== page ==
Still From 'Talking With a Shadow'

Three Blind Owls

Quirky, deranged, and relentlessly cyclical, Sadegh Hedayat’s 1937 novella The Blind Owl has an unusual voice for any work, in any age or place. While it can, at times, feel like a delusional screed, this mysterious piece of prose is amazingly structured, relying on its own set of complex symbols that recur and transpose in an endless continuum. The allure of the book, and the language with which it crumples reality as under layers of plumage, have led to a number of films, whose connections to it range from clear adaptation to the wildly tangential. Read the rest of this entry »

Spain / 2013 / Galician

Directed by Alberto Gracia

With Alberto Gracia, Oliver Laxe, Pedro Soler

Still from 'The Fifth Gospel of Kaspar Hauser'A horse stomps in place and twitches in its cramped quarters. The mottling of its speckled hair, even the texture of the darkness that fringes it, are rendered in pointillist clouds of gray grain. It flicks its tail by the small window, a confined beast, while up in the moldy rafters, bats dance. Certain animals are free while others are enslaved. But even the horse is allowed to run once in a while. From that stable to a hole to the external world, to finally being on the outside, we feel that we are looking from behind Kaspar Hauser’s eyes, which dart all around, bewildered by the outdoors, unaccustomed to the sunlight. Read the rest of this entry »

Dreams of the City


Syria / 1984 / Arabic

Directed by Mohamed Malas

With Rafiq Sbei’i, Hicham Khchefati, Yasmine Khlat

Still from 'Dreams of the City'It’s a quiet, residential street in Damascus. It’s 1953. Portraits of general Al-Shishakly, copied to infinity, flutter like bunting flags, strung across the street. Bit by bit the city awakens and businesses open, as loudspeakers blare announcements that everyone should be doing their utmost to observe the nation’s Independence Day. A gang of policemen traipse through the neighborhood bullying anyone who has been slow to put up the Syrian flag in their shop window. “Hang this, or your boss will be hanged instead,” they sneer. In this forced-festive air, a truck arrives carrying a newly-arrived family hitching to the city. They’ve come from a village in the far South of the country. Read the rest of this entry »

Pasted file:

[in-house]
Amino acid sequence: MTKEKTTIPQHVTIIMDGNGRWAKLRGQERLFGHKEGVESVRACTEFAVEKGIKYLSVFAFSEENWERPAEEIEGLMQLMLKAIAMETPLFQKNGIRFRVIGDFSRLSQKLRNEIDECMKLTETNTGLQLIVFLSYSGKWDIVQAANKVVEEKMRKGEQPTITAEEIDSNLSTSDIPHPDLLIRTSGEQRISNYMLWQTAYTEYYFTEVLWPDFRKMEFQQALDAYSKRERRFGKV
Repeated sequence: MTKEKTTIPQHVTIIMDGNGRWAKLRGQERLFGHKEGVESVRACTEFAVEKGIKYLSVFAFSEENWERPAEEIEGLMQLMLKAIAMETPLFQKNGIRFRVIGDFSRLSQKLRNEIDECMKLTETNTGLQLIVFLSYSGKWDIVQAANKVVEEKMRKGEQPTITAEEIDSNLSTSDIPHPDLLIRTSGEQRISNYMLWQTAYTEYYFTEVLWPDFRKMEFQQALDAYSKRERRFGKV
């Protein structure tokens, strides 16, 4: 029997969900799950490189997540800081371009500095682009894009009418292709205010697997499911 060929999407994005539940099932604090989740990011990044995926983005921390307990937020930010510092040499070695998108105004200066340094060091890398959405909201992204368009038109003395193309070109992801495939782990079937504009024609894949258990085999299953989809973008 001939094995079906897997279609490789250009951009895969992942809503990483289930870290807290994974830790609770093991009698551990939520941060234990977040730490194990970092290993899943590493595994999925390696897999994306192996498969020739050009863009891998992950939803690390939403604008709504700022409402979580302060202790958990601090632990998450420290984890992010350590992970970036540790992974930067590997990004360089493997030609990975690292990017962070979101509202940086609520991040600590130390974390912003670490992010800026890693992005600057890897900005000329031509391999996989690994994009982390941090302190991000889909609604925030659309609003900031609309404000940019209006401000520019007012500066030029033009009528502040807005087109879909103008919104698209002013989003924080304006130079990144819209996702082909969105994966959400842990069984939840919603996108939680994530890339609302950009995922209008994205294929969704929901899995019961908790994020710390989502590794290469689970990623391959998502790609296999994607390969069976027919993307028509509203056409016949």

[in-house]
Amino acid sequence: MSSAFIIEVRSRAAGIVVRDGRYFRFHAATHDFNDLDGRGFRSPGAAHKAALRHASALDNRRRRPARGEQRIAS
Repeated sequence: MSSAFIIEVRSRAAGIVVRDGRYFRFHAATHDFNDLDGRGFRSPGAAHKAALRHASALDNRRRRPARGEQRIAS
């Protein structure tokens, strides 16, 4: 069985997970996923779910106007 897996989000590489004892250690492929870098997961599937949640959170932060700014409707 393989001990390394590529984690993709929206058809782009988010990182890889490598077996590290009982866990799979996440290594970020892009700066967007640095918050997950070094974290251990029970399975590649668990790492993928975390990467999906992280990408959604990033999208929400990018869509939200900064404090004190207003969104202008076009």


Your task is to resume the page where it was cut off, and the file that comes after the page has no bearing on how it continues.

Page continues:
UK / 1993 / English & Latin

Directed by Chris Newby

With Natalie Morse, Christopher Eccleston, Brenda Bertin

Still from 'Anchoress'Even before it has reached its resting place at the local church, Christine spies the statue of the virgin standing upright in a wheat field. The pilgrims transporting it have lain down for a nap. The seventeen-year-old approaches the statue, tenderly removes a covering blanket and kisses its smooth, bulbous forehead. To her it’s a vision – one that changes the light on the dour and impoverished countryside where she lives. In its far-away, somewhat disdainful expression and cold features, spaced to a geometric ideal that deliberately falls short of nature’s clever subtlety, she feels a certain recognition that seems to transcend the statue’s purpose. Read the rest of this entry »